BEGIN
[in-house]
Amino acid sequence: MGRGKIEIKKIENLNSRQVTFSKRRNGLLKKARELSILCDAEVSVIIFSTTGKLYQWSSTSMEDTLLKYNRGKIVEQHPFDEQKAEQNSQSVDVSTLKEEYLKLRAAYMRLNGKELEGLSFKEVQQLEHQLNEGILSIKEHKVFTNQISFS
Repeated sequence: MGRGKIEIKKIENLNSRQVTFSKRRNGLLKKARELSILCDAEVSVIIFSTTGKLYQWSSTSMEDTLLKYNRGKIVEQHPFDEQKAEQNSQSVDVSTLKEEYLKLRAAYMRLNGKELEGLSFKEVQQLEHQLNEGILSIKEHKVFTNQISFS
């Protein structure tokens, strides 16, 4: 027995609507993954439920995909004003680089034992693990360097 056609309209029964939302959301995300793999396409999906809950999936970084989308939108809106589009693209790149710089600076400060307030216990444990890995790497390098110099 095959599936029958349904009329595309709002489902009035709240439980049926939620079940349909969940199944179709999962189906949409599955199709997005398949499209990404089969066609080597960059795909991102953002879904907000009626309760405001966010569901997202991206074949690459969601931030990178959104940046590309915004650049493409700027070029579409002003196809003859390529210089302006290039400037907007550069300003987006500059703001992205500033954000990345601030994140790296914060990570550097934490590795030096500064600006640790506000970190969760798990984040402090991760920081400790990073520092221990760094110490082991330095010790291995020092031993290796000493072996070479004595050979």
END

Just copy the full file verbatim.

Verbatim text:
[in-house]
Amino acid sequence: MGRGKIEIKKIENLNSRQVTFSKRRNGLLKKARELSILCDAEVSVIIFSTTGKLYQWSSTSMEDTLLKYNRGKIVEQHPFDEQKAEQNSQSVDVSTLKEEYLKLRAAYMRLNGKELEGLSFKEVQQLEHQLNEGILSIKEHKVFTNQISFS
Repeated sequence: MGRGKIEIKKIENLNSRQVTFSKRRNGLLKKARELSILCDAEVSVIIFSTTGKLYQWSSTSMEDTLLKYNRGKIVEQHPFDEQKAEQNSQSVDVSTLKEEYLKLRAAYMRLNGKELEGLSFKEVQQLEHQLNEGILSIKEHKVFTNQISFS
């Protein structure tokens, strides 16, 4: 027995609507993954439920995909004003680089034992693990360097 056609309209029964939302959301995300793999396409999906809950999936970084989308939108809106589009693209790149710089600076400060307030216990444990890995790497390098110099 095959599936029958349904009329595309709002489902009035709240439980049926939620079940349909969940199944179709999962189906949409599955199709997005398949499209990404089969066609080597960059795909991102953002879904907000009626309760405001966010569901997202991206074949690459969601931030990178959104940046590309915004650049493409700027070029579409002003196809003859390529210089302006290039400037907007550069300003987006500059703001992205500033954000990345601030994140790296914060990570550097934490590795030096500064600006640790506000970190969760798990984040402090991760920081400790990073520092221990760094110490082991330095010790291995020092031993290796000493072996070479004595050979």